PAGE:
Former FIFA Vice President Jack Warner, a central figure in world soccer’s deepening scandal, has vowed to tell investigators all he knows about corruption within the sport’s governing body.
Former FIFA Vice President gives statement on corruption within the sport\'s governing bodyWarner has vowed to tell investigators all he knows about corruption within the sport's governing body.
In a paid political address entitled “The gloves are off” that was broadcast in Trinidad and Tobago late on June 3, Warner said he feared for his life, but would reveal everything he knows. He said he had instructed his lawyers to contact law enforcement officials both in his homeland and overseas. He said some of the documents he had related to financial dealings with FIFA, some of which are being investigated by U.S. authorities. But he also said he had documents linking FIFA with the 2010 Trinidad and Tobago government elections.
Later in the evening Warner, a prominent local politician and businessman, addressed supporters of his Independent Liberal Party’s rally (ILP).
“I also will give them my knowledge of financial transactions at FIFA, including but not limited to Sepp Blatter. I have been there for 30 consecutive years. I was a heartbeat away from Blatter,” said Warner, who equated money received from disgraced former FIFA presidential candidate Mohammed bin Hammam to clinics by English footballer David Beckham during a World Cup bid.
“Whatever he did or didn’t do was not inconsistent with FIFA’s practice for over 100 years,” he explained. “What difference does it make between bin Hammam and Beckham coaching clinics at the Centre of Excellence?”
The Trinidadian also said that he wrote embattled FIFA President Sepp Blatter a letter after hearing of his decision to resign.
“I said to him, ‘Sepp Blatter I sympathize with you because I was in 2011 where you are today. The only difference is that you caused my demise, I didn’t cause yours.”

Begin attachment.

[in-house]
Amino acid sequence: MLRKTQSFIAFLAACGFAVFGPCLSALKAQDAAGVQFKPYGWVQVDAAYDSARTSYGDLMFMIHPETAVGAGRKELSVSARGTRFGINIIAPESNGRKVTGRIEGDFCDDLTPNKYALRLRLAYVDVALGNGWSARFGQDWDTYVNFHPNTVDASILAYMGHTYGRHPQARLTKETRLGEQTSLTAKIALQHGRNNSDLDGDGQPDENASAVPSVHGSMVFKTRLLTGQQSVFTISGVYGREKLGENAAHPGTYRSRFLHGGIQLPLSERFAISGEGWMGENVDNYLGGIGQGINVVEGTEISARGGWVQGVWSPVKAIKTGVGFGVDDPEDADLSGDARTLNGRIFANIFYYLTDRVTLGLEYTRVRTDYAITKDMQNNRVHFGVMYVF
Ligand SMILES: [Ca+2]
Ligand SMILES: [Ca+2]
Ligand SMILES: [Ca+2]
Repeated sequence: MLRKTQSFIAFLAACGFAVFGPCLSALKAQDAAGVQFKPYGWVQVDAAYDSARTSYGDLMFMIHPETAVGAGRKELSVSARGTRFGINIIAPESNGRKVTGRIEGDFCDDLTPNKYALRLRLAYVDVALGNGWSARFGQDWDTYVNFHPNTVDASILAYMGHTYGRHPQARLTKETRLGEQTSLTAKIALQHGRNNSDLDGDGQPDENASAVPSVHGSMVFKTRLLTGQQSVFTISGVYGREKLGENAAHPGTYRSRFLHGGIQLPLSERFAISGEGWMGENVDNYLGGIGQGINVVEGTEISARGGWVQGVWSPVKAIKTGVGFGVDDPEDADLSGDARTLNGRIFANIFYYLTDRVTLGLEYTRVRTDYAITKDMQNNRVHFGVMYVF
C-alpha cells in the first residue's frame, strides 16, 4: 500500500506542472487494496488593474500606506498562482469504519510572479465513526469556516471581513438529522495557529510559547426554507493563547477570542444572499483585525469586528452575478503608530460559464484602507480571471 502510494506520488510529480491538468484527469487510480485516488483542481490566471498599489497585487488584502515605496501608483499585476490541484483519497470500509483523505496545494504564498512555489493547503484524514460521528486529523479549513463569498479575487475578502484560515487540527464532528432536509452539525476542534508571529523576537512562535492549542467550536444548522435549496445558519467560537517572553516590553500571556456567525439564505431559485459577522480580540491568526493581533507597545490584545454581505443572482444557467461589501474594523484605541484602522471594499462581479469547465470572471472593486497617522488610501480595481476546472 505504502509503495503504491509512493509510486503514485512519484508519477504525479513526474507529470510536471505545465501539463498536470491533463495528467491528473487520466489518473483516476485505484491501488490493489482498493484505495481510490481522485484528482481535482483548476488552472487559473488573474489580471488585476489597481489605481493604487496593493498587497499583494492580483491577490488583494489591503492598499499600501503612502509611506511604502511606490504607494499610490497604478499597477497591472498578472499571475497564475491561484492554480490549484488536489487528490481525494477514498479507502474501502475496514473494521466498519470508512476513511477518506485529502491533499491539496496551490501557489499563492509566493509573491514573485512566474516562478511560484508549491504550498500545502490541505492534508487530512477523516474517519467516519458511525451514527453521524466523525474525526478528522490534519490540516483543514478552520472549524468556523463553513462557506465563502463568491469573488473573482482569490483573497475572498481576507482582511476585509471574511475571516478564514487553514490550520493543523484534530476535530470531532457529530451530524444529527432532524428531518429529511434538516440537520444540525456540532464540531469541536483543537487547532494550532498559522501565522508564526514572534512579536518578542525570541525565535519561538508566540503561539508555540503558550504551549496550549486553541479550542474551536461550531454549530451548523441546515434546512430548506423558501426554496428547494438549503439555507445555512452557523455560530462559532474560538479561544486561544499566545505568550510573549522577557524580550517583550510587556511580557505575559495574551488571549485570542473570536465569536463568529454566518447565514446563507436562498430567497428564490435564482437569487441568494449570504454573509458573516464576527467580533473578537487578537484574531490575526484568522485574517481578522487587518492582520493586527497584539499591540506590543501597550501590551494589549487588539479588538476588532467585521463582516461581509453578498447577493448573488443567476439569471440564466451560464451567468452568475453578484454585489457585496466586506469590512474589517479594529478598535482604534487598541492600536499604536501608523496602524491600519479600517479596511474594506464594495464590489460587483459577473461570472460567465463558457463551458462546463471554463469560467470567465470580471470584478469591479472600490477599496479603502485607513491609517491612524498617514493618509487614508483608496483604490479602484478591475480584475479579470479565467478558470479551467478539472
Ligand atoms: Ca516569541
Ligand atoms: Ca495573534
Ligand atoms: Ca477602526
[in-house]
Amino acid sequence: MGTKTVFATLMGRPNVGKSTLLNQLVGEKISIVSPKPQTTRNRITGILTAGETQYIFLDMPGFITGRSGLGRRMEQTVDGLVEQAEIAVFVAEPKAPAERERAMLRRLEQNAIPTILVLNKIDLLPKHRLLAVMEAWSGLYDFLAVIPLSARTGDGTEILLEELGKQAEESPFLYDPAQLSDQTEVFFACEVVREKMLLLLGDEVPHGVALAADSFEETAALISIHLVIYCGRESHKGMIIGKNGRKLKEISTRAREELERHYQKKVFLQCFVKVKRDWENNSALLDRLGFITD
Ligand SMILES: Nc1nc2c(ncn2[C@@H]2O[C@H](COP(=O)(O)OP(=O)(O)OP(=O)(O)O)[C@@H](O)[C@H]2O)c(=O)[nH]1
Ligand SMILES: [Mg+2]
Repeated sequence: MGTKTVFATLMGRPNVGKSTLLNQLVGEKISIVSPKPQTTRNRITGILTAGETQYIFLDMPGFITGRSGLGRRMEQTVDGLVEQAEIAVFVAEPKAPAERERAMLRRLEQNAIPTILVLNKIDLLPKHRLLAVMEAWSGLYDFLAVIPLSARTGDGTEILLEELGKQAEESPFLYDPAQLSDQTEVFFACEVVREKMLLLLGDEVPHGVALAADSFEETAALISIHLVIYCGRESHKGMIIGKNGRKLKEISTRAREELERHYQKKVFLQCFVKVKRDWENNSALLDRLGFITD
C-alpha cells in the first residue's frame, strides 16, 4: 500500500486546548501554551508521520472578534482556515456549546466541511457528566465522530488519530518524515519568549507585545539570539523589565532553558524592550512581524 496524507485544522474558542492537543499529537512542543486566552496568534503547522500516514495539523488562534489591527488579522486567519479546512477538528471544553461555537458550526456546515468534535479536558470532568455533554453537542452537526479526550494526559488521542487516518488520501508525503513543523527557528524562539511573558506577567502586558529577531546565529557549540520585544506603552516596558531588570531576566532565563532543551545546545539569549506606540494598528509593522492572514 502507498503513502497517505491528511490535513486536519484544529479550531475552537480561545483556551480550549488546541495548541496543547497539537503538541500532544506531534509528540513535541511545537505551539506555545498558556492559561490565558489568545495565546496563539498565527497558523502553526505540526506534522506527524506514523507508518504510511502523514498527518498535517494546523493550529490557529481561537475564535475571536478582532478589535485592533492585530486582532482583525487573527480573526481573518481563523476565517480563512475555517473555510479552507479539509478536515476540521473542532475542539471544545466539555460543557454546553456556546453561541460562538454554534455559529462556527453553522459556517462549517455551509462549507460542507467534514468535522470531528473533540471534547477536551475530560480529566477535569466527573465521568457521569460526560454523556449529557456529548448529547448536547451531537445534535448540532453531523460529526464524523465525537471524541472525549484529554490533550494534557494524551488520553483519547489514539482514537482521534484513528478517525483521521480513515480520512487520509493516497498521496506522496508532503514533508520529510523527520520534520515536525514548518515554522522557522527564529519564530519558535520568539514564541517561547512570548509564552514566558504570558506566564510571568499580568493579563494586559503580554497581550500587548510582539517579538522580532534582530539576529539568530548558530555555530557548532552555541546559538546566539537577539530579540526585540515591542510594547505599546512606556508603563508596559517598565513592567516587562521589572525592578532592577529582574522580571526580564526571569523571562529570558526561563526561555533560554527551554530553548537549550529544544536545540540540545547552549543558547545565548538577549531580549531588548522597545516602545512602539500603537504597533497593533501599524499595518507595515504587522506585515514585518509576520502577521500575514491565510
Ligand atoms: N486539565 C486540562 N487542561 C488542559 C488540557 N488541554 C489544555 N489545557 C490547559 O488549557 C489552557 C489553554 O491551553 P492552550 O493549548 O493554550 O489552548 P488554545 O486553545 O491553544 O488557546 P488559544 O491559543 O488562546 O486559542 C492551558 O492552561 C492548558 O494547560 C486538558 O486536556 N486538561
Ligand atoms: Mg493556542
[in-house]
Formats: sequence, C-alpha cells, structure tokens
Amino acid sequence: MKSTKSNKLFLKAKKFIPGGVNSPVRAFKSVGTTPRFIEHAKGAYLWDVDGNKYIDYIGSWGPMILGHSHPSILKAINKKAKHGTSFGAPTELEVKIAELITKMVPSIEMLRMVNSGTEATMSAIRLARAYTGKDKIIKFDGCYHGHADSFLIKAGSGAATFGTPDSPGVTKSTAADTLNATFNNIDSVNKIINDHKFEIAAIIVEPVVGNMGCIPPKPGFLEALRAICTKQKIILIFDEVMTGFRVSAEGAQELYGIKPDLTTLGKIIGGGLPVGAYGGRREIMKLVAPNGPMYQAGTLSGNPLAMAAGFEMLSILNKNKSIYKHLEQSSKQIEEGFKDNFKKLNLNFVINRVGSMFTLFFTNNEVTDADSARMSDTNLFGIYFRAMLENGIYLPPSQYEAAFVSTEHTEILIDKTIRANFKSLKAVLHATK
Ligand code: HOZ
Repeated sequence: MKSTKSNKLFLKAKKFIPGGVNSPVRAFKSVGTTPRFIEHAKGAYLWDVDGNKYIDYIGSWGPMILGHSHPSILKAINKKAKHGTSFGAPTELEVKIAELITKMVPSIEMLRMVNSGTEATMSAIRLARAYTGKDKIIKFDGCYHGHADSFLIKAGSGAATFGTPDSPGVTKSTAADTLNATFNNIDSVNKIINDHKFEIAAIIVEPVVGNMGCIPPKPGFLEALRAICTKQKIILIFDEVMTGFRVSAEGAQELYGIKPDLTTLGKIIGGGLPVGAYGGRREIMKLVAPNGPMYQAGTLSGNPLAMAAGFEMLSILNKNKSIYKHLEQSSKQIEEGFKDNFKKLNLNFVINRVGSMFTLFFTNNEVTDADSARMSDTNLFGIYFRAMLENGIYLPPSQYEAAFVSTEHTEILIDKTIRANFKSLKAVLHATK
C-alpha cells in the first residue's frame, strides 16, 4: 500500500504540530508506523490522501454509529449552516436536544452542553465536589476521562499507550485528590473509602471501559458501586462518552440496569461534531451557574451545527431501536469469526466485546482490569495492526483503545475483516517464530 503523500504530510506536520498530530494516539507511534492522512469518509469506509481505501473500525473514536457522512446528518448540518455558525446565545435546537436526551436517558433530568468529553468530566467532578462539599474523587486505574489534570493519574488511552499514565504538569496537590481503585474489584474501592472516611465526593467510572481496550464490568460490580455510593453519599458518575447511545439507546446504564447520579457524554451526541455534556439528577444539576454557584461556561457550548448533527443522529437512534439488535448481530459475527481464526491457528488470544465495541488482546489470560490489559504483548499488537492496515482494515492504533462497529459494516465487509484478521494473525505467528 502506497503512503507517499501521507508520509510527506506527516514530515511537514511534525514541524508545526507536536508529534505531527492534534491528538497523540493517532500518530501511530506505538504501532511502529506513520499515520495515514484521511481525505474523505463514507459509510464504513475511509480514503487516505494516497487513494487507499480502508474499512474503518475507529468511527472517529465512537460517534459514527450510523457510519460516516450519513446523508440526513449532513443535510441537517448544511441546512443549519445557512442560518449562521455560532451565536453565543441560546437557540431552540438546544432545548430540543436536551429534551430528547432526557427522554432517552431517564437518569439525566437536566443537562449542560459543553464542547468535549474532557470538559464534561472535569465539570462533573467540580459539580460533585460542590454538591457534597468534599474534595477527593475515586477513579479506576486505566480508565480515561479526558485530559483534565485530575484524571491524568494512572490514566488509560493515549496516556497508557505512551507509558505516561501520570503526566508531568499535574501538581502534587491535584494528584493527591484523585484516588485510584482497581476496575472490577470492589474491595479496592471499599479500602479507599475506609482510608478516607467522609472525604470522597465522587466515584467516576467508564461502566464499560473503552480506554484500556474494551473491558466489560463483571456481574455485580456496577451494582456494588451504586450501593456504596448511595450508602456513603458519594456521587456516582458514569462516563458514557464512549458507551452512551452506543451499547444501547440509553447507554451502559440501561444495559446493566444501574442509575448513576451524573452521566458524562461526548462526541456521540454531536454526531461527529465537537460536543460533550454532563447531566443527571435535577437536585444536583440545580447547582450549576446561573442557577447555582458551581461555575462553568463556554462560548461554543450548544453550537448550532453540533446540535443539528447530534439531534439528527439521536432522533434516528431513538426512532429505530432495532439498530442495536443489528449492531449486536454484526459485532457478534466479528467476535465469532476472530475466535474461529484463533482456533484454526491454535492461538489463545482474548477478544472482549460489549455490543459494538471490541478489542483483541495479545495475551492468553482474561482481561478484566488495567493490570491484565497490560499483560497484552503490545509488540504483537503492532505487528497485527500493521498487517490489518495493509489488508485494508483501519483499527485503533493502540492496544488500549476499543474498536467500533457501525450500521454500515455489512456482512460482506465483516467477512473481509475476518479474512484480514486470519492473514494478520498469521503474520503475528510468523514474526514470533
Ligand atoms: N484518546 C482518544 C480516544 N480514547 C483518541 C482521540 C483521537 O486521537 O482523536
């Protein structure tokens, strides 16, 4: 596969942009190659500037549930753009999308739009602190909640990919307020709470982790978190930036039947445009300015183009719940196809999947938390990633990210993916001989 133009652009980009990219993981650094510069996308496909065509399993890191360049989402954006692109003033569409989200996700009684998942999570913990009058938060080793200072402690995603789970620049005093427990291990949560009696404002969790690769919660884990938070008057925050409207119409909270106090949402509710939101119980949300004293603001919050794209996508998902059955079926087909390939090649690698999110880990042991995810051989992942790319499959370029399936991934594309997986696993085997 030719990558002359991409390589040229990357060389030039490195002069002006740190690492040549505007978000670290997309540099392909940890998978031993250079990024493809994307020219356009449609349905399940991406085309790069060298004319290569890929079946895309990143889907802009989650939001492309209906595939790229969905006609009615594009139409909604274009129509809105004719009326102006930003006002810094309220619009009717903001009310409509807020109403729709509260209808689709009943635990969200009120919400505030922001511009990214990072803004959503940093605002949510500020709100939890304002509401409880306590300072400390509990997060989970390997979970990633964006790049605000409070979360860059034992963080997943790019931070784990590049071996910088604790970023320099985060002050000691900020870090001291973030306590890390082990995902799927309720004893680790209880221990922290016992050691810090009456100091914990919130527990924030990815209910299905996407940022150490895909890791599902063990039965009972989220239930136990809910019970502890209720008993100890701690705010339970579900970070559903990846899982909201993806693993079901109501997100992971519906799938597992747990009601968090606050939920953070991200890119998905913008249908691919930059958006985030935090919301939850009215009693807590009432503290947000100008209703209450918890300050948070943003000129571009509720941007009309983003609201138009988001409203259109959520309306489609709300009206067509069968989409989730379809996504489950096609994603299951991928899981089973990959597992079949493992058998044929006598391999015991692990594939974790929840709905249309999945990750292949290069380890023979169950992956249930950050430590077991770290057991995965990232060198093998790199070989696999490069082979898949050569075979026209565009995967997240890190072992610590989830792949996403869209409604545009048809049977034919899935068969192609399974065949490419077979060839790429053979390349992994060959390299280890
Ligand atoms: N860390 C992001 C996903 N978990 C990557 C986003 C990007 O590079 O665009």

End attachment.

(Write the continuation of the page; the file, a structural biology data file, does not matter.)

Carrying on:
Warner is among more than a dozen officials charged by the U.S. Department of Justice with running a criminal enterprise that involved more than $150 million in bribes. Prosecutors say Warner solicited bribes worth millions and charged him with offenses including racketeering and bribery.
His address on Wednesday came hours after American Chuck Blazer, another former FIFA executive committee member, admitted taking bribes relating to a range of tournaments, including the 1998 and 2010 World Cups.
Article by Reuters
More FIFA officials admitted received substantial sum
Irish football officials admitted they received a substantial sum, reportedly more than five million dollars, in what amounts to hush money back in 2009 from the international football governing body FIFA. CCTV’s Roee Ruttenberg filed this report from Washington.
More FIFA officials admitted received substantial sumIrish football officials admitted they received a substantial sum, reportedly more than five million dollars, in what amounts to hush money back in 2009 from the international football governing body FIFA.
Jack Warner, a former FIFA official in the Americas, now wanted by Interpol.
South African sports officials acknowledged having given 10 million dollars to Warner.
Unsealed testimony from another former FIFA official, Chuck Blazer, suggested bribes played a part in the selection of South Africa as World Cup host in 2010.